"Drexlerian" as an epithet

From: Peter C. McCluskey (pcm@rahul.net)
Date: Mon Feb 18 2002 - 10:53:23 MST

 hal@finney.org (hal@finney.org) writes:
>I have felt for some time that cryonics was a lead weight dragging down
>acceptance of Drexlerian nanotech. My theory is that people have an
>overwhelmingly negative emotional reaction to cryonics, in part because
>it implies that the death of their loved ones was preventable, and this
>carries over to any technology which would seem to make cryonics credible.

 I don't get this impression at all. To the limited extent that investors
are noticing Drexlerian nanotech, they don't seem to connect it with
cryonics beyond noticing that both require long-term forecasts to determine
their value. Investors have been pretty consistent about distinguishing
between long-term research projects and projects that can become commercial
products within a few years. The best explanation I can come up with for
their motives is a desire not to repeat the kind of mistakes they made
at the height of the internet bubble - betting on half-baked forecasts
of what companies would be earning five to ten years into the future.
(People who made those kinds of bets on the internet around 1995 are doing
quite well, and I haven't seen any speculation in nanotech stocks that
rivals the Netscape IPO yet. But most investors remember the peak better
than they remember 1995, probably because most of them didn't know about
the internet in 1995 and have some reason to think they aren't wise enough
to get in at the very start of a big trend).

>But maybe that was premature. We are seeing a backlash, a rearguard
>fighting action against the original vision of nanotech. Opponents are
>trying to build a firewall against Drexlerian mechanosynthesis, drawing a
>distinction between their prosaic nanotech and Drexler's far-out visions.

 "Fighting action" is an exaggeration. Except for a couple of Nobel prize
winners whose careers would seem less important if Drexler's vision was
realized soon, the main reaction is more like "we can't see that far into
the future". Zyvex apparently hasn't had any trouble getting funding for its
MEMS research (from a combination of government and industry sources) while
saying they're following Drexler's vision (although they seem to be putting
increasing emphasis on non-Drexlerian justifications for their research).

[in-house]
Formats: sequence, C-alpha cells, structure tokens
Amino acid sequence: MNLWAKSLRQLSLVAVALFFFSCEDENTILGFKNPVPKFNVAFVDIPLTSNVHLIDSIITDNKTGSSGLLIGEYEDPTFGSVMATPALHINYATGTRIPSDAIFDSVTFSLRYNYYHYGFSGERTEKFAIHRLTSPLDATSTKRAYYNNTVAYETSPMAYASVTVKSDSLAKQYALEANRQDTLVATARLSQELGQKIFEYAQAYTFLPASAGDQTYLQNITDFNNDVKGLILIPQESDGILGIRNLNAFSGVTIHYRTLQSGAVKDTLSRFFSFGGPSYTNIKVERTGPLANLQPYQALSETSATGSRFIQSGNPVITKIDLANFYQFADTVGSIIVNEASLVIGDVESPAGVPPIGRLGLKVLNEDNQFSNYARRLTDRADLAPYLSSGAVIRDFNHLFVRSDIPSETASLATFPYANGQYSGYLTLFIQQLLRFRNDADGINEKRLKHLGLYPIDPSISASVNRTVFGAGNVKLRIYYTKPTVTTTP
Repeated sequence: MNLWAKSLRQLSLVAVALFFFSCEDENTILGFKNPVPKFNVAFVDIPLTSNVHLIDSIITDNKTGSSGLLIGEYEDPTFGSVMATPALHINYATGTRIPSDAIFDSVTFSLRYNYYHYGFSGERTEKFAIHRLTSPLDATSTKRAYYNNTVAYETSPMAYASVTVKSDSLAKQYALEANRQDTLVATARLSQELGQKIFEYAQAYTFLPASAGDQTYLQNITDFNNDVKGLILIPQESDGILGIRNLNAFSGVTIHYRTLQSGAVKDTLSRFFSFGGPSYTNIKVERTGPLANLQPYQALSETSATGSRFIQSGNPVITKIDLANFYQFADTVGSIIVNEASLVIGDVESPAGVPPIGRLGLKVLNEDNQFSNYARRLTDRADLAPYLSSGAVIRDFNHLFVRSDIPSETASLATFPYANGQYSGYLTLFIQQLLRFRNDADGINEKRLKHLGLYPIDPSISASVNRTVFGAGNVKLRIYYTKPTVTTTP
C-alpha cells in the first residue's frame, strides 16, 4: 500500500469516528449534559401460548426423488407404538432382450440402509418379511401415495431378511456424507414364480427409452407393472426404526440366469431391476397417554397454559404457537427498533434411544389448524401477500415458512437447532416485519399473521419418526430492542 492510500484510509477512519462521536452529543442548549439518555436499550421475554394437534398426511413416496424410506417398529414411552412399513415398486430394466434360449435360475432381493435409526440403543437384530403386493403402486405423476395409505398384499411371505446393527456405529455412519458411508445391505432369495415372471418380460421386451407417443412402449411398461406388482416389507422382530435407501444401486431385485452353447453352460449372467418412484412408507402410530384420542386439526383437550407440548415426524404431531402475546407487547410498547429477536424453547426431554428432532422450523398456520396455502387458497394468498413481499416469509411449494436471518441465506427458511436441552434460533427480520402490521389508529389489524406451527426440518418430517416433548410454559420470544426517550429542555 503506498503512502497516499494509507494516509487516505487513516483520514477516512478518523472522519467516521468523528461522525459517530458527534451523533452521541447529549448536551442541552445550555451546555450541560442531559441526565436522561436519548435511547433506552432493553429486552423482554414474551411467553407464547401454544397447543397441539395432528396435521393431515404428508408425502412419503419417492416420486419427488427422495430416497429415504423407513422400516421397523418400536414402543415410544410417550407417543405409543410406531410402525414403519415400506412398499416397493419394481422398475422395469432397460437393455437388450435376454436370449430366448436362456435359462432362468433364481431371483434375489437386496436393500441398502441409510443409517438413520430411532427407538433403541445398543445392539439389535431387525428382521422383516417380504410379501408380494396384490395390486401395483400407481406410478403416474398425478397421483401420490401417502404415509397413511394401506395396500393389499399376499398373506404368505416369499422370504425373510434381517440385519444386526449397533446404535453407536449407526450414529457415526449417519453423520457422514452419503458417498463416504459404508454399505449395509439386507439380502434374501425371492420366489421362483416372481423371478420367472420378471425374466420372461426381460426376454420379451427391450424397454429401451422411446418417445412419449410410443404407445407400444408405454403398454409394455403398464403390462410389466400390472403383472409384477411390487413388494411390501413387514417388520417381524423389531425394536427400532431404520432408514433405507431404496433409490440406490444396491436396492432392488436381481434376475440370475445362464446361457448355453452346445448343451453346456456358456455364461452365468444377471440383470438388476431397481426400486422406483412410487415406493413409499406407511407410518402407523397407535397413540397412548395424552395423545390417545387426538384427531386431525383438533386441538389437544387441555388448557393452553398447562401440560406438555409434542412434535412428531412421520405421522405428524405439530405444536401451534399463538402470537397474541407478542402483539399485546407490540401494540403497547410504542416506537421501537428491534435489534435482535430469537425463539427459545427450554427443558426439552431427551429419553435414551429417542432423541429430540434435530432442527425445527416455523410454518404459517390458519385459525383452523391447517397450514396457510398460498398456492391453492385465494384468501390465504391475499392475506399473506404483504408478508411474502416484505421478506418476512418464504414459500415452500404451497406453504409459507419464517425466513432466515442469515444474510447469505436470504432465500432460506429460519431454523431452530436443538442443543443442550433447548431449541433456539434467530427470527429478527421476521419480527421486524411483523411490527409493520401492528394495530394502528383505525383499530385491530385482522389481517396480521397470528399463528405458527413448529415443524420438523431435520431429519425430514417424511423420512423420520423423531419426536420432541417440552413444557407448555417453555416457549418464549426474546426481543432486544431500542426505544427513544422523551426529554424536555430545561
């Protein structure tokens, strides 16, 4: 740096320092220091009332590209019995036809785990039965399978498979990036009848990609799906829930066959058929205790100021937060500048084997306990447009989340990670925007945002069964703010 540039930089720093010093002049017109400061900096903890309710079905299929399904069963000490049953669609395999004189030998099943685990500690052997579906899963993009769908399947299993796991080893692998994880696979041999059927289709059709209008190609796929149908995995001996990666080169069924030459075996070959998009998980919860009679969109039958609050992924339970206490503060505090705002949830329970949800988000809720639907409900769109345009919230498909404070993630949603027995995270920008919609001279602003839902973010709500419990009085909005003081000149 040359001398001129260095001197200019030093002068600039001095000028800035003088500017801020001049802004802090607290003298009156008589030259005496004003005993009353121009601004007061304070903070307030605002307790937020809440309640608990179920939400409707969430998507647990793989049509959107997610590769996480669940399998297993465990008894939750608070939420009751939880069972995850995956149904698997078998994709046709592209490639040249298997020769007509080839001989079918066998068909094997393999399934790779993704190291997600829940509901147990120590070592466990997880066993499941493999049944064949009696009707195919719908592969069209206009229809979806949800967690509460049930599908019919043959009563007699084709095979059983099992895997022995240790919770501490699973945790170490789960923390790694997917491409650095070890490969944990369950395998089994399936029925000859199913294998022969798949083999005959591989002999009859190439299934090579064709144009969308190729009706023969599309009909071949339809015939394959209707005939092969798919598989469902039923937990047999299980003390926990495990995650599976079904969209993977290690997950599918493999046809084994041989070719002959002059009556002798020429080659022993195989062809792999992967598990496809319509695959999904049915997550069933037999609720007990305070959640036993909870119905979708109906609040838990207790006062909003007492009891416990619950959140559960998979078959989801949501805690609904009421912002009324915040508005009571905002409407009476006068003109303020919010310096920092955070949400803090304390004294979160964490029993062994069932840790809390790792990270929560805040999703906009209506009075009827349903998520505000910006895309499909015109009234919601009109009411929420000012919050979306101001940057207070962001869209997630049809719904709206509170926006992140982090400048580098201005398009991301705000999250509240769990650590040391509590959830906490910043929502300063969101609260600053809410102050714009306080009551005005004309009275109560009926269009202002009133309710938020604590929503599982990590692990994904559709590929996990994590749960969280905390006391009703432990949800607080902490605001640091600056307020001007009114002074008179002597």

>I think Foresight needs to go back to its roots and shore up the
>foundations. It's not enough to have "nanotechnology" initiatives showing
>up everywhere. Few of those efforts are making significant progress
>towards Drexler's machine-based models. Foresight needs to remind

 I would certainly like Foresight to criticise nanohype in a more clear
and public manner than it has been doing. But doing so effectively would
drive away some of their senior associates (such as Josh Wolfe) and create
problems with their running of technical conferences that are dominated by
researchers who aren't interested in Drexlerian nanotech. I.e. they appear
to have a nontrivial financial incentive to stick to their current course.
 What can we do about that? Offer to increase our donations to Foresight
if they piss off the short-sighted nanotechnologists? I doubt we're willing
to offer enough money for that. Threaten to switch a competing organization?
ExI is sort of a competitor that farsighted senior associates can think of
as an alternative to Foresight, but I don't know how to make it into a
succesful enough organization that I could dismiss Foresight as unimportant.

>people that there is more to nanotech than making ultra-fine powders
>for smoother paint. We have to keep our eye on the prize, a technology
>which can utterly revolutionize every aspect of the world. If research
>is not moving us towards that goal, it should not receive funding under
>nanotech grants, even if it happens to involve little tiny pieces.

 Foresight hasn't exactly been praising the government for spending
it's research money wisely, although it tends to direct what few comments
it makes towards hardcore senior associates rather than towards the public.

Peter McCluskey          | Free Jon Johansen!
http://www.rahul.net/pcm | 

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